Perhaps, if you had admitted much earlier in the thread that your "math behind the observation that has ruled the roost for more than 100 years" was one such mistake, you might have saved yourself typing out those hundreds of words (and hundreds more to come, no doubt) of prevarication and posturing...

Patudoo:

You seem to be in a foul mood, and like to argue quite a bit.

The mods. on this forum seem to be quite active. I do hope you don't get a warning.....
But since you are from London, that should cut you a break....;)

Jerry
 

WJC

Well-known member
Patudoo:

You seem to be in a foul mood, and like to argue quite a bit.

The mods. on this forum seem to be quite active. I do hope you don't get a warning.....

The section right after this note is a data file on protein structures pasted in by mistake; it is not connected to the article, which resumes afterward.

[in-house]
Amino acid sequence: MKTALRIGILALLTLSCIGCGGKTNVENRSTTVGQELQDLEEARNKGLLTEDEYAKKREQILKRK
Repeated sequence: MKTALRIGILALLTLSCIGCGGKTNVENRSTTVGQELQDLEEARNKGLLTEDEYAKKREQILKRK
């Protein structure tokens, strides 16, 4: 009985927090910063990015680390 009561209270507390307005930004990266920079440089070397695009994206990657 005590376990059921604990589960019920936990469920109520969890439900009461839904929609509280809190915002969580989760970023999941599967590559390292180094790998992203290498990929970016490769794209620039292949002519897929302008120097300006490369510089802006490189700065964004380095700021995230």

But since you are from London, that should cut you a break....;)

Jerry


I have removed my last post and chosen instead to replace it with this one because I realized that Patudo, ignoring my reasoning (which wasn’t up to his version) was not listening to me, and that I was beginning to lower myself to his standards of communication, which I found the equivalent of wrecking the car to turn the radio off. Heck, I need to repent for even allowing myself to approach that level.

— More than once I’ve explained my reason for the APPROXIMATING of non-essential data.
— How that information—back up with photographic evidence—applies to more binoculars than he is willing to admit.
— Leaving no doubt, to a rational thinker, I’ve clearly stated my belief that the matter dealt with non-essential data.
— I see no reason for my opinions to be something less than his because he refuses to see them.
— More than once I’ve tried to bury the hatchet and asked to be his friend, all in vain.

Thus, in order to please his ego and make him happy, I feel I must slit my throat and, in blood, scribble my belief that he alone is the undisputed king of all things optical and binocular. :cat:

Bill
 
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Ries

Well-known member
Netherlands